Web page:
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Photo of Countee Cullen.

May 28-30, 2018 – Countee Cullen, Other Writers’ & Poets’ Birthdays

It’s the May 28-30, 2018 edition of Bidwell Hollow. Today is Memorial Day in the U.S., a holiday in which we remember those who gave their all in service to their country. In today’s episode, we recognize the birthdays of Countee Cullen, Colm Tóibín, Ian Fleming, and Aaron McGruder. And our poem is Cullen’s, “I Have a Rendezvous with Life.” Thanks for reading. Have a fine holiday.

Countee Cullen

Harlem Renaissance poet Countee Cullen (affiliate link) was born on May 30, 1903, in New York City. He was born Countee LeRoy Porter and raised by his paternal grandmother. Photo of Countee Cullen.

She died when Porter was 15. He was taken in by a minister in Harlem named Rev. Frederick A. Cullen.

The Harlem of Countee’s youth was the epicenter of black culture and politics in America. It was an environment in which the aspiring poet thrived. He won poetry contests and graduated from New York University in 1925.

Cullen then earned a Master’s of Arts degree from Harvard the following year.

Cullen’s first poetry collection, “Color,” was published in 1925. It won the Harmon Award for achievement in literature. His other volumes of poetry include, “Copper Sun” and “The Black Christ and Other Poems.”

And Cullen published a novel, 1932’s, “One Way to Heaven.”

Cullen’s poetry dealt with issues of race and identity. He drew praise from black leaders such as W. E. B. DuBois.

But some criticized Cullen’s verse, which followed a traditional, Romantic form. These critics felt Cullen should instead write in the vernacular of black American culture.

Today, the Harlem branch of the New York Public Library is named the Countee Cullen Library.

Colm Tóibín

May 30 is the birthday of a writer who couldn’t read until he was 10. That’s Colm Tóibín (affiliate link), born in Enniscorthy, Ireland, in 1955. Because of this, his family called him stupid.

Photo of Colm Tóibín.

Credit: Larry D. Moore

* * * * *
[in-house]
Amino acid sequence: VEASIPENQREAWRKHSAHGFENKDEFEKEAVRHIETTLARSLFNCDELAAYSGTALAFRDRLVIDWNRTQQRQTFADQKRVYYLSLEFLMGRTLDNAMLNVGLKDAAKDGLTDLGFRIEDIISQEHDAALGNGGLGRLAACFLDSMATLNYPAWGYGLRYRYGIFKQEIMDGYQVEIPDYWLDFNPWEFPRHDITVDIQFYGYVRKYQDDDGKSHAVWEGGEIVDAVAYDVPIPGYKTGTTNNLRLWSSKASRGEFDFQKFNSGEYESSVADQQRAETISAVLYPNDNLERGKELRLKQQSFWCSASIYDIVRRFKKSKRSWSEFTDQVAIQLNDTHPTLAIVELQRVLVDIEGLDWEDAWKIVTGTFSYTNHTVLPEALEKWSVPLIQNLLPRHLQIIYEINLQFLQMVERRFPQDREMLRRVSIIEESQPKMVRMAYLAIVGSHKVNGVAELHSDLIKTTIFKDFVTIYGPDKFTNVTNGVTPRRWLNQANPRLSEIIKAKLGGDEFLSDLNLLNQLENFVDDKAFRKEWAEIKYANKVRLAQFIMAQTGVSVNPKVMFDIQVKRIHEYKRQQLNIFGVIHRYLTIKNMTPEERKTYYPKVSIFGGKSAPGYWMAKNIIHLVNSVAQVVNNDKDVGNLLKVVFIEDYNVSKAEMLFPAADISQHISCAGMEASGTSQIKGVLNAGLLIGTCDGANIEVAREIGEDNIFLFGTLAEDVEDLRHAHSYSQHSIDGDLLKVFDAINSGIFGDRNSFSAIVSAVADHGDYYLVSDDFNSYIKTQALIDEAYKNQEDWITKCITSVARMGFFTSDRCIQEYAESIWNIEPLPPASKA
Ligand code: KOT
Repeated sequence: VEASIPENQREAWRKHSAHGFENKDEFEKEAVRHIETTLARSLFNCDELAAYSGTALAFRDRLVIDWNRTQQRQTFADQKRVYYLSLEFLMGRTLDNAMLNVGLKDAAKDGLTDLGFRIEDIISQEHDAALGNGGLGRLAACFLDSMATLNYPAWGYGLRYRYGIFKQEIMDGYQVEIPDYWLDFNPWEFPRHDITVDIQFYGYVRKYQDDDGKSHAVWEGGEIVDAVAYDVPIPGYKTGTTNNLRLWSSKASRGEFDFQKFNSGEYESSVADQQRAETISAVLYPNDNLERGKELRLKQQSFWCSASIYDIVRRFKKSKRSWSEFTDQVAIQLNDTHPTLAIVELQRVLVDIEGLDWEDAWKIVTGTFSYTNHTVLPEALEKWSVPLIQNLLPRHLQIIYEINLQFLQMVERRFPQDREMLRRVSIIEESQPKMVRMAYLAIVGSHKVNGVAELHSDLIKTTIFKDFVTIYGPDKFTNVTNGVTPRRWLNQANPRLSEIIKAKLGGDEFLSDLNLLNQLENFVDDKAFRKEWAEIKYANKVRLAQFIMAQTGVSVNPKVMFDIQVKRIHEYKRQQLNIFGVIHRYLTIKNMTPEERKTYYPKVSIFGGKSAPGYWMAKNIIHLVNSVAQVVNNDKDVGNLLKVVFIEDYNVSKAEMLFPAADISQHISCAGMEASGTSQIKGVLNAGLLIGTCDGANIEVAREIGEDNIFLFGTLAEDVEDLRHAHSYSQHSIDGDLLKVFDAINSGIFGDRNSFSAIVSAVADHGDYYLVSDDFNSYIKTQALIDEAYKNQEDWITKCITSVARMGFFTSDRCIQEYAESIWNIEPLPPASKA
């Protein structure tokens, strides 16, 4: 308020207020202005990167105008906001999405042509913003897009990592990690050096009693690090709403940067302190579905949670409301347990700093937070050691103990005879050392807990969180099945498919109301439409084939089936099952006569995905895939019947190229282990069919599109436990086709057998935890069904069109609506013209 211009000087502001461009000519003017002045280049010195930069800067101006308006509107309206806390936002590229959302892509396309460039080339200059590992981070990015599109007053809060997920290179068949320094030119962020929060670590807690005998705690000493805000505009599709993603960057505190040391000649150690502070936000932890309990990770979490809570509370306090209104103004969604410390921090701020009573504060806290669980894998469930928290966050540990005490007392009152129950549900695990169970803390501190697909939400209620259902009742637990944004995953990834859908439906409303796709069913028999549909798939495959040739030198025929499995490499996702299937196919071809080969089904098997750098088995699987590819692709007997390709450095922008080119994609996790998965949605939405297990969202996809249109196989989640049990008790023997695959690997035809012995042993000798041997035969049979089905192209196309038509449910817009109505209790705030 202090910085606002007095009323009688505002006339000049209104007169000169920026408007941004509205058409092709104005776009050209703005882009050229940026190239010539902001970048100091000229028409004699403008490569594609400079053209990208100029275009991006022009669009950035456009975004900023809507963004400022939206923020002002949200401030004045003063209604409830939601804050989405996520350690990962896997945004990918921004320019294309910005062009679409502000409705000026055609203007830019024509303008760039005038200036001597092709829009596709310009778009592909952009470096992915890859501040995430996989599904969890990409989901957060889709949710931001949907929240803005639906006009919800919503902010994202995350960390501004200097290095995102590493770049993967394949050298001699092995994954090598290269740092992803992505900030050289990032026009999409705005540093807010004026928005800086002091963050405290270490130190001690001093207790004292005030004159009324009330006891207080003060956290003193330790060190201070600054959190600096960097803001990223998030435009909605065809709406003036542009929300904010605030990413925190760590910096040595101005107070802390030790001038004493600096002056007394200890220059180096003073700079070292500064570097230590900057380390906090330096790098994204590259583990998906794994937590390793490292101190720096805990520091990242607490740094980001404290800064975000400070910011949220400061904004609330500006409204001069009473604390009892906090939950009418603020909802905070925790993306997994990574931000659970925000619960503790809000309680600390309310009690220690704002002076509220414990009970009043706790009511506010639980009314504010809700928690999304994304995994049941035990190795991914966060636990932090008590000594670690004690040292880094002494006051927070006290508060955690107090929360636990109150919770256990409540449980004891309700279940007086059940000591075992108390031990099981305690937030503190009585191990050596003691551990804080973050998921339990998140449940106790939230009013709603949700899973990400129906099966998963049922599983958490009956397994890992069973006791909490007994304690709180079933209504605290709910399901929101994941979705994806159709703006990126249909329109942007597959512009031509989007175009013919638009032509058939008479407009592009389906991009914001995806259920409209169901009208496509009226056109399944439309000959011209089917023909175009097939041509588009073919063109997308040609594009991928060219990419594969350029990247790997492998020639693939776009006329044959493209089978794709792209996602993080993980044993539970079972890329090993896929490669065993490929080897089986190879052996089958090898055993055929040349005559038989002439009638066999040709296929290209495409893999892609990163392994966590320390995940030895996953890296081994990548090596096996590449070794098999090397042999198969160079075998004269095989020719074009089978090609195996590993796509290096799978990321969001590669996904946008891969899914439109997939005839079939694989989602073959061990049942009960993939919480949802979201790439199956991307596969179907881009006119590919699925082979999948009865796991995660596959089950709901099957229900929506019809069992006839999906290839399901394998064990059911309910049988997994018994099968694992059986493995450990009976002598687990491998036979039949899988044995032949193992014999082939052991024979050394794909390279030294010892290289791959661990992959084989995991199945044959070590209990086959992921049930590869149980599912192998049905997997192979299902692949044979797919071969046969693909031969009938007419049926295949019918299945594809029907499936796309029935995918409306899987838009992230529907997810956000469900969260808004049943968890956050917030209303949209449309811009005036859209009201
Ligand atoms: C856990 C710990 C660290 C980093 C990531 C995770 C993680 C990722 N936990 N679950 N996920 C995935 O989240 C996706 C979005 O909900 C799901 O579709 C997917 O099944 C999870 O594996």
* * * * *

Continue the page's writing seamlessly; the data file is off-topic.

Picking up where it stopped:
But Tóibín flourished as a teenager when he went to boarding school. He then graduated from University College Dublin and lived in Barcelona for six years.

That experience inspired Tóibín’s first novel, “The South,” and a non-fiction book, “Homage to Barcelona.” Both books were published in 1990.

Tóibín’s career started in journalism. He edited the Irish current affairs magazine Magill from 1982-1985.

For the past 30 years, though, Tóibín has focused on books. He’s the author of novels such as, “Nora Webster” and “Brooklyn.”

The latter book became a 2015 film with a screenplay written by Nick Hornby.

Tóibín now calls New York City home, where he teaches at Columbia University.

Ian Fleming

It wasn’t until President John F. Kennedy told Life magazine that “From Russia with Love” was one of his favorite books that Ian Fleming’s (affiliate link) James Bond novels became popular in the U.S.

Fleming’s first Bond book, “Casino Royale,” was published in 1953.

Bond is a Cold War-era British Intelligence agent who personified the masculine playboy of the mid-twentieth century West.

The character is partially inspired by Fleming’s tenure in British Naval intelligence during World War II.

Fleming wrote 14 Bond books, many of which became movies. James Bond films have grossed over $1 billion.

Fleming was born in London on this date in 1908. He grew up wealthy, the son of British Parliament member Valentine Fleming.

Valentine died in World War I. Winston Churchill wrote his obituary.

Aaron McGruder

As a kid, Aaron McGruder (affiliate link) turned to drawing to escape the harassment he received as a black kid in suburban Maryland.

While a student at the University of Maryland, McGruder had a comic appear regularly in the student newspaper. The comic was picked up by The Source magazine, which led to McGruder meeting Harriet Choice of the Universal Press Syndicate.

That encounter opened the door for McGruder’s comic to begin appearing in newspapers across the U.S.

By 1999, “The Boondocks” was running in 195 newspapers. That number increased to 250 by 2005.

Also in 2005, an animated sitcom version of “The Boondocks” began airing on the Cartoon Network.

The comic satirized African American culture through the experience of two 10-year-old black kids, the brothers Huey and Riley. The funny and its TV show used humor to address topics such as race, politics, and class in America.

The comic stopped publishing in 2006. The TV show aired until 2014.

“I Have a Rendezvous with Life”

I have a rendezvous with Life,

In days I hope will come,

Ere youth has sped, and strength of mind,

Ere voices sweet grow dumb.

I have a rendezvous with Life,

When Spring’s first heralds hum.

Sure some would cry it’s better far

To crown their days with sleep

Than face the road, the wind and rain,

To heed the calling deep.

Though wet nor blow nor space I fear,

Yet fear I deeply, too,

Lest Death should meet and claim me ere

I keep Life’s rendezvous.

– Countee Cullen, Public Domain

Listen to the Podcast

Comments (2)

  • marissa

    Thank you!!!!

  • Jack McCreless

    I have always found this poem very moving:

    Once riding in old Baltimore,
    Heart-filled, head-filled with glee,
    I saw a Baltimorean
    Keep looking straight at me.

    Now I was eight and very small,
    And he was no whit bigger,
    And so I smiled, but he poked out
    His tongue, and called me, “N#####.”

    I saw the whole of Baltimore
    From May until December;
    Of all the things that happened there
    That’s all that I remember.

    Countee Cullen


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